Flat, often shield-like or strongly inflated aphids, often covered by white wool; needle/leaf-symptoms: spots; damage by sucking on shoots, twigs, stems: bark necroses, dieback, rarely death of the whole tree
Affected tree species
Alder; All tree species; Apple; Ash; Barberry; Beech; Birch; Bladdernut; Boxelder; Cedar; Cherry; Common grape wine; Common medlar; Common whitebeam; Cotoneaster; Dogwood; Douglas fir; Edible chestnut; Elder; Elm; English ivy; European Hornbeam; European mountain ash; Ex-Robinia; Forsythia ; Framire; Giant sequoia; Ginkgo; Hackberry; Hawthorne; Holly; Honeysuckle; Horse chestnut; Japanese Pagoda tree; Juniper; Juniper cultivars; Larch; Leyland cypress; Lilac; Linden, Lime; Magnolia; Maple; Mulberry; Myrtle, Creeping Myrtle; Oak; Olive tree; Pear; Plane; Poplar; Privet; Redwood; Rhododendron; Rose; Serviceberry; Southern Catalpa; Spruce; Thuja; Tree-of-heaven; Walnut; Wild service tree; Willow; Yew;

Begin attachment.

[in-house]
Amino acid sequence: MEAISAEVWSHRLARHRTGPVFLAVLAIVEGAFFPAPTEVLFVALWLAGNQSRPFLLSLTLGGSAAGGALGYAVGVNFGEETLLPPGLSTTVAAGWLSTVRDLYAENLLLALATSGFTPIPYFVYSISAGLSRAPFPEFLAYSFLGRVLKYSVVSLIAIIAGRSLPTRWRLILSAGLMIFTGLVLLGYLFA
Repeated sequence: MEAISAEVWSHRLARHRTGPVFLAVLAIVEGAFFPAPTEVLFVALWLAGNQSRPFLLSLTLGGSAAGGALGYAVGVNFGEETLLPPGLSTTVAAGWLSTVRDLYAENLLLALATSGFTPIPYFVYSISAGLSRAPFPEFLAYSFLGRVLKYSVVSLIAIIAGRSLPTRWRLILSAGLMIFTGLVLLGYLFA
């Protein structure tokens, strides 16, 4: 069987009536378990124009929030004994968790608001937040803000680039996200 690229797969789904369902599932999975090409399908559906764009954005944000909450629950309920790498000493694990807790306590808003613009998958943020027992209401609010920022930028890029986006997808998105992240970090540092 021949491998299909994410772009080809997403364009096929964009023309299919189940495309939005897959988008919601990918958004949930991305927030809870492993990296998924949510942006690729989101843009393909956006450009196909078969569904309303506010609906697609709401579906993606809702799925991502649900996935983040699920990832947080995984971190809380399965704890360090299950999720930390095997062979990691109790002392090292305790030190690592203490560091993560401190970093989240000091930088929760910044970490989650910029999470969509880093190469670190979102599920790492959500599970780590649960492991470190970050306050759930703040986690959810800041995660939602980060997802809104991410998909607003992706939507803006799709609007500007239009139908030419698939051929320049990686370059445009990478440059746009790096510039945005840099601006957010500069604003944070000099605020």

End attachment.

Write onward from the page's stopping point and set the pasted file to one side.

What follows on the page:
Leaf; Needle; Stem; Shoot/Twig/Branch;
Common on numerous plant species; effects are mostly loss of leaves or needles, which may weaken the plants, predisposing them to secondary damaging agents; some species may cause the death of plants by themselves.
Curative measures Only in case of epidemics and dependent on the aggressiveness of the species chemical control by insecticides (see official register of Plant Protection)
Scale insects on young maples: mass development within bark protecting columns